I feel led to share some thoughts with you. Some of these thoughts are a little premature since you recently received your diagnosis and it will probably take you a while to get over the shock. Perhaps you can keep this letter and refer back to it should you choose. This is a journey and the journey is different for each of us.

When I was first diagnosed with malignant melanoma, every morning when I awakened, tears came into my eyes. It wasn’t so much of a “why me” but the real thought that I could die soon. I was also facing a major operation, having all the lymph nodes removed from my left thigh—and I was afraid. I never did get over my apprehension of the operation. The morning I had the surgery, I just gave myself over to God. I had no other choice. But they have come so far with surgery–you go to sleep and before you know it, you wake up in the recovery room.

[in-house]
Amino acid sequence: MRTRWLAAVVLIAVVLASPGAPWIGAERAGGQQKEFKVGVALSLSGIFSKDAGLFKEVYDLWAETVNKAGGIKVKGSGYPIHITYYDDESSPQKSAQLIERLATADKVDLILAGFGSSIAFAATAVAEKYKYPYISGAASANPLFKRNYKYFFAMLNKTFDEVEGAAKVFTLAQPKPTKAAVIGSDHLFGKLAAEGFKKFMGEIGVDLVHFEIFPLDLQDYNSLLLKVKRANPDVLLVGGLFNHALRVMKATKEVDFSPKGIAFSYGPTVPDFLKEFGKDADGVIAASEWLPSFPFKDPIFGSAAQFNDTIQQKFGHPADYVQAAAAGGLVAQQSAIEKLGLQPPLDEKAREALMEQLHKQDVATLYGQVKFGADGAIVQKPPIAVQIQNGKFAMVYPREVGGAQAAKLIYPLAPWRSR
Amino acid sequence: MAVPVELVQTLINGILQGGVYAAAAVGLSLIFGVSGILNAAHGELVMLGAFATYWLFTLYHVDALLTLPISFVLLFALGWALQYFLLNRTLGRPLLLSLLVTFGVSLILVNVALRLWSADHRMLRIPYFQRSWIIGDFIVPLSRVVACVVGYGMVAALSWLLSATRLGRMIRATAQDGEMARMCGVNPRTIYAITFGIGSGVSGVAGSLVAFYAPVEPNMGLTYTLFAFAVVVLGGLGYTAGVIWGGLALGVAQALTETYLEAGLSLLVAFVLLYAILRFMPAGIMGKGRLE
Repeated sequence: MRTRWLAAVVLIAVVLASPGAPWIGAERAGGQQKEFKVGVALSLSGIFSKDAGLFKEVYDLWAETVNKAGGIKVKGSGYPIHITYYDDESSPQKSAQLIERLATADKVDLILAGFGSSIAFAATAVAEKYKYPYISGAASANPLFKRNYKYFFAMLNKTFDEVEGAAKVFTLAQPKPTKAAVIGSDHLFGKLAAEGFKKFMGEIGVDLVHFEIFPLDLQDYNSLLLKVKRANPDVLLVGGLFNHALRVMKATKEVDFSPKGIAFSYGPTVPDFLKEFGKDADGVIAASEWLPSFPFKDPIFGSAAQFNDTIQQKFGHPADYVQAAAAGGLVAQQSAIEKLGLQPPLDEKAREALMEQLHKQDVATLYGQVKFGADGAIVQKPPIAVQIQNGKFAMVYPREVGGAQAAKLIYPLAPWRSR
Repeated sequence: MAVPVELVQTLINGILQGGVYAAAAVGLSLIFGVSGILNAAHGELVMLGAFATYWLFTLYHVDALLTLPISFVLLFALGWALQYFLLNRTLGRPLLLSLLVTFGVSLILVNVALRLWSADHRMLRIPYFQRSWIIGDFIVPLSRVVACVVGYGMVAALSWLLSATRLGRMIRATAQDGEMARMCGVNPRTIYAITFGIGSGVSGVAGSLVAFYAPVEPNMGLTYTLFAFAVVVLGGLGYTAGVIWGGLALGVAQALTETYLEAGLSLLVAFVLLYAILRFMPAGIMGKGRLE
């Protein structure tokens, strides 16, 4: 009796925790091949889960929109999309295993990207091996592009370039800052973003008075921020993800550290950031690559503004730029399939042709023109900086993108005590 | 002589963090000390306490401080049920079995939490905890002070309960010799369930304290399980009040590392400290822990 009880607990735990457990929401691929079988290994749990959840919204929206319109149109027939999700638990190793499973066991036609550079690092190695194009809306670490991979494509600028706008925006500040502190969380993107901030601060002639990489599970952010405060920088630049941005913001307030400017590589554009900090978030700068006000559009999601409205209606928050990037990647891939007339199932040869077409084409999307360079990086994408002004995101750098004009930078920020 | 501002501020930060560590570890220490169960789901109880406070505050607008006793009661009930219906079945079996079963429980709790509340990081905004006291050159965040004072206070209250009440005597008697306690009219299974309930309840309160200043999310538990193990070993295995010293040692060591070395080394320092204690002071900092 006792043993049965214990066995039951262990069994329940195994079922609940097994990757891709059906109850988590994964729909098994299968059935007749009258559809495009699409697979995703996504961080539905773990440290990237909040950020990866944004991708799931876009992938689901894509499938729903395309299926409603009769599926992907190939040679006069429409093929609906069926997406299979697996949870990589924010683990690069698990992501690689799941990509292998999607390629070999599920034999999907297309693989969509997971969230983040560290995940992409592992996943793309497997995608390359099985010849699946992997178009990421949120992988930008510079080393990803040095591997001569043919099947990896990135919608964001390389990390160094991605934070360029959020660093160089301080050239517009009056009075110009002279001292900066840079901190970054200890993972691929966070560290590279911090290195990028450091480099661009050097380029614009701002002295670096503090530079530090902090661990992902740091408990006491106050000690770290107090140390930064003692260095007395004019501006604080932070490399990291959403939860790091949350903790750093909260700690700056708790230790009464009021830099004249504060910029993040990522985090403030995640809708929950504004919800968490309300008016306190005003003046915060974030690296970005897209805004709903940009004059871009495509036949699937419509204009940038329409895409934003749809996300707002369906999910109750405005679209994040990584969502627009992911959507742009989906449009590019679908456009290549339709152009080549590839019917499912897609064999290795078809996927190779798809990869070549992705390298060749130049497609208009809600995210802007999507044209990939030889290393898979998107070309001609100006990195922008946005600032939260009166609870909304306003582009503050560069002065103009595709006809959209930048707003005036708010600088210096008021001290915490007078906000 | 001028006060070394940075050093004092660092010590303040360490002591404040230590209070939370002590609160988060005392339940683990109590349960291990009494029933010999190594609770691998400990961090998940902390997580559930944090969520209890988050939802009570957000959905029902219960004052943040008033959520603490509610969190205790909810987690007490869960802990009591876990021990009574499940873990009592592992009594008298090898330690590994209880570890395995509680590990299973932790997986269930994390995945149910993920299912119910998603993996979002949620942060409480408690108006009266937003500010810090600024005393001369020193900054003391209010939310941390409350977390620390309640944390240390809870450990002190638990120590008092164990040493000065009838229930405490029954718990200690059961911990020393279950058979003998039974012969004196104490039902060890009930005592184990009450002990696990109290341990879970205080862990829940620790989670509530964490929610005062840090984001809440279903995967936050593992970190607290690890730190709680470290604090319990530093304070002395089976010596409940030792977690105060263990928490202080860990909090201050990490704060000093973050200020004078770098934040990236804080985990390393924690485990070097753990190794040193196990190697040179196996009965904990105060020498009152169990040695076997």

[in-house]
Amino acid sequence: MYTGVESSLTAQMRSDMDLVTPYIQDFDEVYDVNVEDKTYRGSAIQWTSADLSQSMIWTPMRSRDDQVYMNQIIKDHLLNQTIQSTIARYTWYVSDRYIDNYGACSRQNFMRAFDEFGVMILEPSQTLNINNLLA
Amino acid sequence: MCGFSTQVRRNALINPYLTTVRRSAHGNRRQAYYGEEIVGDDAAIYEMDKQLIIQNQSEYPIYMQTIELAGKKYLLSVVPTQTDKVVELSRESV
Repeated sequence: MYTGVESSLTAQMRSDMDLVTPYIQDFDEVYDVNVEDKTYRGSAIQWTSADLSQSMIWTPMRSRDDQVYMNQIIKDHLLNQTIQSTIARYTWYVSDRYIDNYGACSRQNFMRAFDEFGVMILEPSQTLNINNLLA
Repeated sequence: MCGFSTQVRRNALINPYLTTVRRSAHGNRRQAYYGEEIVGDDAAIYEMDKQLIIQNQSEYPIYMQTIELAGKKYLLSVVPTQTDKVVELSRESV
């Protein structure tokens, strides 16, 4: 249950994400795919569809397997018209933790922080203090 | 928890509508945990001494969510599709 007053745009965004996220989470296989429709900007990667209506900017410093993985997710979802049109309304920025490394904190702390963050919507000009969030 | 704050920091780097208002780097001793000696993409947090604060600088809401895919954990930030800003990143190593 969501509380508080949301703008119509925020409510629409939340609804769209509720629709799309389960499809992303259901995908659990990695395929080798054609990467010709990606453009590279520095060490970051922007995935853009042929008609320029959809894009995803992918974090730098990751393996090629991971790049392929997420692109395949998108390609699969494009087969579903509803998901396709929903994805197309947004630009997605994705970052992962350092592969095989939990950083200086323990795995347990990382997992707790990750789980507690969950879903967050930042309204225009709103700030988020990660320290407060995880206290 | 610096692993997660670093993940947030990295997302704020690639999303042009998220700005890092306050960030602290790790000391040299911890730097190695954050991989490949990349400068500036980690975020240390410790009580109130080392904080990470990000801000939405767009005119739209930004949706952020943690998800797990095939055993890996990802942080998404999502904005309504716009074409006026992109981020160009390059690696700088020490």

We don’t know what we are supposed to feel in the early stages. But I eventually learned that all the crying and worrying in the world was not going to help. I learned that I would cry and then move on and cry again soon. Another challenge is all the uncertainty about what’s going to happen, what kind of treatment I will have, and what each day is going to hold for me.

It has been almost three years since I got my diagnosis. Following are some things I’ve learned:

Sometimes I feel happier than I ever have in my life because I am able to see the urgency to celebrate every day. Each day is a gift filled with the potential to change someone’s life. Our legacy is created by our daily thoughts and actions. If we embrace the life we have been given, we can find more joy and happiness than we ever dreamed possible.

Photo by Sergey Zolkin